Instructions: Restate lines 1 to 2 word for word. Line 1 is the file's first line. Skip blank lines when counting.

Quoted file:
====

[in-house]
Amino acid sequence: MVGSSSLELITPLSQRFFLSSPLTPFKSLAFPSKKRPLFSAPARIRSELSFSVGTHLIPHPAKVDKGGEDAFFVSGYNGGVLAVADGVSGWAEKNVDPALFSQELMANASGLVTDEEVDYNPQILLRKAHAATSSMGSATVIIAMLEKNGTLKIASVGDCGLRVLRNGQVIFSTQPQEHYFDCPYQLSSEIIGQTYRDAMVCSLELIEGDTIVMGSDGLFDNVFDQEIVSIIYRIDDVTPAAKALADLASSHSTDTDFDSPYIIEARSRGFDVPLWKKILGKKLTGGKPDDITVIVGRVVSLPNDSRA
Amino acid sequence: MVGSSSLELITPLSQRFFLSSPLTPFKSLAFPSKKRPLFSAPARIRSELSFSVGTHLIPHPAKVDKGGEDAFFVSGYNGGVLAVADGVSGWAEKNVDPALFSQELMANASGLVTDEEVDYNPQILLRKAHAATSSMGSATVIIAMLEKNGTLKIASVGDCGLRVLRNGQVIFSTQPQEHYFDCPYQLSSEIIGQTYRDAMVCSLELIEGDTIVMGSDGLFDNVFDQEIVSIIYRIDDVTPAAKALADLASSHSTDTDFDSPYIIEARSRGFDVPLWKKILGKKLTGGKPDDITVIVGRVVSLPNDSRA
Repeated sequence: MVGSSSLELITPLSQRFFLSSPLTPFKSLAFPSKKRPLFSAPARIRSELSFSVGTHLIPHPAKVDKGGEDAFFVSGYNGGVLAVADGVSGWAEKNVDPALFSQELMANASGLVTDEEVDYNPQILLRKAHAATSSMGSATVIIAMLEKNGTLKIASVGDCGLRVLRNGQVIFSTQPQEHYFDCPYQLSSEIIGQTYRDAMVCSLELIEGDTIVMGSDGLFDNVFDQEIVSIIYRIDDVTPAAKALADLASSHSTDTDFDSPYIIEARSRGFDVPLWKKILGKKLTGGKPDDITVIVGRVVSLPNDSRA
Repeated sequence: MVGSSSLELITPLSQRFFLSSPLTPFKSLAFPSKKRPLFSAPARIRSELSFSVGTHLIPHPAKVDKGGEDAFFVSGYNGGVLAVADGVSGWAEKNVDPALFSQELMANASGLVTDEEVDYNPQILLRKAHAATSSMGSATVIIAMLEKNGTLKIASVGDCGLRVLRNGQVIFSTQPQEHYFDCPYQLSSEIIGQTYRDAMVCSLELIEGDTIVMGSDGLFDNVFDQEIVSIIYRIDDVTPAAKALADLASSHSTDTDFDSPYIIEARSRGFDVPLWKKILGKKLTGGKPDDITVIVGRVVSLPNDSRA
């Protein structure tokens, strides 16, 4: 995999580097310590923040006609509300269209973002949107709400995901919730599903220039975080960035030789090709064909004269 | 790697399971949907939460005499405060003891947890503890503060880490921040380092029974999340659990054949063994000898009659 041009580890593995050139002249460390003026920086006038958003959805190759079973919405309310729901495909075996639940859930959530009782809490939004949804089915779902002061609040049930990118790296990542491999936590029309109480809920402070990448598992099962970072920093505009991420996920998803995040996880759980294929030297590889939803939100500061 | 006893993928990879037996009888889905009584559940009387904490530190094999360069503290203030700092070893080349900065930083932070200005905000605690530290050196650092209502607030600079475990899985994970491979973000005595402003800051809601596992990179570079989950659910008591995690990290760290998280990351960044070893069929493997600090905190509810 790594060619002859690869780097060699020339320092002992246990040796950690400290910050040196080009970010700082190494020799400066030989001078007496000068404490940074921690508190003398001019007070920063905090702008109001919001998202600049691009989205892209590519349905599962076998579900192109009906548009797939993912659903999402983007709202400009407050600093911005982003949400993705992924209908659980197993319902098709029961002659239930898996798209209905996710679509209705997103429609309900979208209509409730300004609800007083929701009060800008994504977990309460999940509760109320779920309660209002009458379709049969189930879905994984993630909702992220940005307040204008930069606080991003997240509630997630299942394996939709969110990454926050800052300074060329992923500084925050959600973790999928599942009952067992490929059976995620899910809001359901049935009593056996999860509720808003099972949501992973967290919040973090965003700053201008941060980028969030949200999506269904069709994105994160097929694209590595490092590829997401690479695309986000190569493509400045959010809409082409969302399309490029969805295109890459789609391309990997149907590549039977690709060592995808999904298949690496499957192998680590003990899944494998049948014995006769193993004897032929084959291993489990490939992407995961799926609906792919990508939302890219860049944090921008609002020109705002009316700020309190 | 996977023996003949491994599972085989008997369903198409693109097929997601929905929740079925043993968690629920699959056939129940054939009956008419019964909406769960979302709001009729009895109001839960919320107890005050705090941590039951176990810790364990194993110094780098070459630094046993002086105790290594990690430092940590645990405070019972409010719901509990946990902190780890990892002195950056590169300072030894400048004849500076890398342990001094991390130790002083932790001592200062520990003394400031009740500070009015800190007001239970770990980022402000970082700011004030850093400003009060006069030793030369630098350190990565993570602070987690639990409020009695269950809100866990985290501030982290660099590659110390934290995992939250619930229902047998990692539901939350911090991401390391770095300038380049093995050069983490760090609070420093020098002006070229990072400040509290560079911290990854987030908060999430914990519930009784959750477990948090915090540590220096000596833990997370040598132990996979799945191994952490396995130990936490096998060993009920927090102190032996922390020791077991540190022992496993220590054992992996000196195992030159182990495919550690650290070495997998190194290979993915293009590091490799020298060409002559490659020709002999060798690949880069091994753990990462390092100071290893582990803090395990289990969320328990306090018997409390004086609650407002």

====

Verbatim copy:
[in-house]
Amino acid sequence: MVGSSSLELITPLSQRFFLSSPLTPFKSLAFPSKKRPLFSAPARIRSELSFSVGTHLIPHPAKVDKGGEDAFFVSGYNGGVLAVADGVSGWAEKNVDPALFSQELMANASGLVTDEEVDYNPQILLRKAHAATSSMGSATVIIAMLEKNGTLKIASVGDCGLRVLRNGQVIFSTQPQEHYFDCPYQLSSEIIGQTYRDAMVCSLELIEGDTIVMGSDGLFDNVFDQEIVSIIYRIDDVTPAAKALADLASSHSTDTDFDSPYIIEARSRGFDVPLWKKILGKKLTGGKPDDITVIVGRVVSLPNDSRA